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Lessons for Small Businesses from It’s Always Sunny in Philadelphia #1

Topic: Business Management | Comments (1)

Posted on July 6, 2010 by admin

Always Sunny as it’s known by its league of fans, is really a story of people trying to run a small family business. It’s owners, like most small businesses, struggle with how to be personally successful and how to make their business successful. They are motivated primarily by improving their quality of life and by personal and professional ambitions. It is in some ways, the quintessential story of the small family business. I’ve been told that running Paddy’s Bar, is the “American Dream”. Who wouldn’t want to run a bar with her best friends and her Dad?

Yes, Always Sunny is a parody of American greed, morality and ambition thrust in the amusing framework of running a small business. These are not role models. “The Gang” as they are known, is a group of five hilarious but conniving and manipulative alcoholics absent of all sense of loyalty, morality, and fair play. They posses an astonishing and habitual love of lying, cheating and shortcuts involving violence. Each episode revolves around hatching some type of flawed, self-serving plan that aims to provide for personal wealth and/or business success, preferably at the expense of each other and everyone else unfortunate enough to be in their path.

And you say there’s a lesson for my small business in here?

Yes! Always Sunny uses common patterns of behavior and long held acumen that real businesses employ and then expands them into grotesque parodies. These are real situations, blown up until their horrific exaggeration illuminates the flaw in the practice. Always Sunny is a perfect roadmap for exactly what not to do with your business. If only our own mistakes were so blatantly obvious!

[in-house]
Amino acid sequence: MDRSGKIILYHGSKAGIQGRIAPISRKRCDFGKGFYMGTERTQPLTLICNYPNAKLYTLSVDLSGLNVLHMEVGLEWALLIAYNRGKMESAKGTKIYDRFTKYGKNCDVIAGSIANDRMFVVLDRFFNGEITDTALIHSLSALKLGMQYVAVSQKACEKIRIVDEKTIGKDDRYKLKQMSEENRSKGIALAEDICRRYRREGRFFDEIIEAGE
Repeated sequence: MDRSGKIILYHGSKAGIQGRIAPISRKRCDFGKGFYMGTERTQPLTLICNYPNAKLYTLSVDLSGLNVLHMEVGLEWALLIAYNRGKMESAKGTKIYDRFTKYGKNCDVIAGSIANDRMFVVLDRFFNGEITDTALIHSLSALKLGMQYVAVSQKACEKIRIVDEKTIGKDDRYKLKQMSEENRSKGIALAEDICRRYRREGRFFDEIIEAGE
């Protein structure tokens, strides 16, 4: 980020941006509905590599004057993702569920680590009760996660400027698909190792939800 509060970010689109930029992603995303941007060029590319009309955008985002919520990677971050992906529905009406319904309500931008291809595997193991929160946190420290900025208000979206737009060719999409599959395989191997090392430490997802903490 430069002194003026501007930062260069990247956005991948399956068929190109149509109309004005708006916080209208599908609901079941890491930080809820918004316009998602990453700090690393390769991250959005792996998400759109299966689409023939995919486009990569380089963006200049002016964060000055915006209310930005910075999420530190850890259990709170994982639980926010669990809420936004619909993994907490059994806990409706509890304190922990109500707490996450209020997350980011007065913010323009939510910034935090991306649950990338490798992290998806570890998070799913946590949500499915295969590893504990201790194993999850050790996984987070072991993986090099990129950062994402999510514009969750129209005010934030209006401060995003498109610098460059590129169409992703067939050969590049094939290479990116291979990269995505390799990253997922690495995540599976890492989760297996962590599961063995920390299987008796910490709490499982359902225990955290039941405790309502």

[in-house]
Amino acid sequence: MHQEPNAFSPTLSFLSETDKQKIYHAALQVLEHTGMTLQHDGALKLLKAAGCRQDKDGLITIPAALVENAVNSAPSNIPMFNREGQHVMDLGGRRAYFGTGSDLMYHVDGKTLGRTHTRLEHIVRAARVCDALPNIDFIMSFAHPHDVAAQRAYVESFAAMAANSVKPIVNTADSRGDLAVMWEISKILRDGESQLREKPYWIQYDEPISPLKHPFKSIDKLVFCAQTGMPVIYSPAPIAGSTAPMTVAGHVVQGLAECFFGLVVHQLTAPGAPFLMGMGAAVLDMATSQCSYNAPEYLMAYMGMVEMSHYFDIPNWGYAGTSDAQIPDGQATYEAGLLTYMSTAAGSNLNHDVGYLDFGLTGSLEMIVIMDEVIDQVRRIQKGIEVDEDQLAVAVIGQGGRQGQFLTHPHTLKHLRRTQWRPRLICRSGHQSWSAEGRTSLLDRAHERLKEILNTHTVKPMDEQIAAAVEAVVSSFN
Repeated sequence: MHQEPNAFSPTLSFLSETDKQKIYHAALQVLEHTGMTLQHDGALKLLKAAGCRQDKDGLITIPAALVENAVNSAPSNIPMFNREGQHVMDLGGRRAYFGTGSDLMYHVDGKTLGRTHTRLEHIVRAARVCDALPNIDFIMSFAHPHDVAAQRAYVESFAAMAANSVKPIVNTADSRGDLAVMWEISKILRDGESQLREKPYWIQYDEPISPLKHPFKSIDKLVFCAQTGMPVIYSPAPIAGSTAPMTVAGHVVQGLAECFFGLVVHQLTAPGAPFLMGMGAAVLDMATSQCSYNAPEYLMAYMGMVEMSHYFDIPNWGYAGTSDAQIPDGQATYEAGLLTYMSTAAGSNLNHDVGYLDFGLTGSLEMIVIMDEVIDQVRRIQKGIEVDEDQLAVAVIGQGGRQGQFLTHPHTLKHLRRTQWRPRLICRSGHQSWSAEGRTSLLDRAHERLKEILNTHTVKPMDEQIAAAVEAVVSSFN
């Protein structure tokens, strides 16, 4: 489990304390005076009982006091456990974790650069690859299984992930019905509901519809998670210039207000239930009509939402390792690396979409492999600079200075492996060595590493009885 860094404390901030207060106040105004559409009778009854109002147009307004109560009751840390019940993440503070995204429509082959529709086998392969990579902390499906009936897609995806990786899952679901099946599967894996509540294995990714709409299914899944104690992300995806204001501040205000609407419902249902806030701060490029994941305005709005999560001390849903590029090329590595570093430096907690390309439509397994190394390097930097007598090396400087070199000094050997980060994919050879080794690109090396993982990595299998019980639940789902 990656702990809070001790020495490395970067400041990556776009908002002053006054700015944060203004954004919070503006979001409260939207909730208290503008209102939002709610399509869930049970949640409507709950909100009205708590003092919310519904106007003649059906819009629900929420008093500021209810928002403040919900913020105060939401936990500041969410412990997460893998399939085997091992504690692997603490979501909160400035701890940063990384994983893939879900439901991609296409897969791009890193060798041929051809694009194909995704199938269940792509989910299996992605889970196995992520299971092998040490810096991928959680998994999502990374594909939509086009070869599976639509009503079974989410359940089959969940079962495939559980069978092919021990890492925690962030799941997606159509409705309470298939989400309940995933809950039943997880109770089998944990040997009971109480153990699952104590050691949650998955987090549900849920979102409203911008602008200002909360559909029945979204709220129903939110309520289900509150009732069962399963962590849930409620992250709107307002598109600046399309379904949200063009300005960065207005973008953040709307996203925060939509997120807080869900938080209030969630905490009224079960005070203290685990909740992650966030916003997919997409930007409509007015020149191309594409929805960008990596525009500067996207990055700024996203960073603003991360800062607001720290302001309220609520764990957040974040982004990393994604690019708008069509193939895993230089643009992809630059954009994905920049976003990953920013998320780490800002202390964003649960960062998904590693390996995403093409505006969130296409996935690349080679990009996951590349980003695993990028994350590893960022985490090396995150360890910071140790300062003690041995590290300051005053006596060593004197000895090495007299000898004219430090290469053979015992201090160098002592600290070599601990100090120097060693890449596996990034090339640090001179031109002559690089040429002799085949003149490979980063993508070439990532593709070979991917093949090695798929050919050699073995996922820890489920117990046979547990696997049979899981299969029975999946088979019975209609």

Take the clip below, which stems from the eternal struggle of the business to increase its profile and revenue stream.

Please note: It’s Always Sunny in Philadelphia contains mature subject matter, foul language, violence and sexuality and is recommended for adult viewers only.

Small businesses all start with one thing in common. An idea. But how do you know if your idea is worth investing your time and resources? How can you evaluate the idea before investing any capital, whether it be a new product, a new way to market your business or a new system?

Kitten Mittons are a great case study to examine a methodology for evaluating a new idea. We like to call it the “Two Questions” method:

Question #1:What problem does it solve?

Having a goal or mission statement, one which defines the problem you are trying to solve with your product/service, will help you refine your marketing, product development, and overall vision. This will help you define your audience and evaluate the potential feasibility of your endeavor.

What problem does Kitten Mittons Solve? Answer: Your cat walking around is making so much noise and driving you crazy.

Question #2: Is it a problem people want or need solved?”

Once you have reframed the idea in answer to Question #2, you can really evaluate the idea and its potential.

In this case, “loud cat walking” is not a problem that needs to be solved, because cats as nocturnal hunters have evolved padded feet so that they can sneak up on their prey.

Finding the answer to these two questions will help you refine your vision and your mission statement and pinpoint a demographic and the appropriate voice to target that demographic. It can also help you pause before moving forward with an idea that may lack sustainability.

The fact that “The Gang” is constantly generating creative ideas to generate new clientele and revenue sources in itself is not a bad thing. In fact, their willingness to constantly generate new promotional ideas and new products is awe inspiring, as is their constant stream of creative ideas. They are hungry and willing to take risks and as a small business owner you should be also! Stopping to use the “Two Questions Method” is a quick way to evaluate an idea before you start to invest time and resources.

Stay tuned for more lessons from Always Sunny and feel free to let us know if there are other shows which have taught you about how to run your business!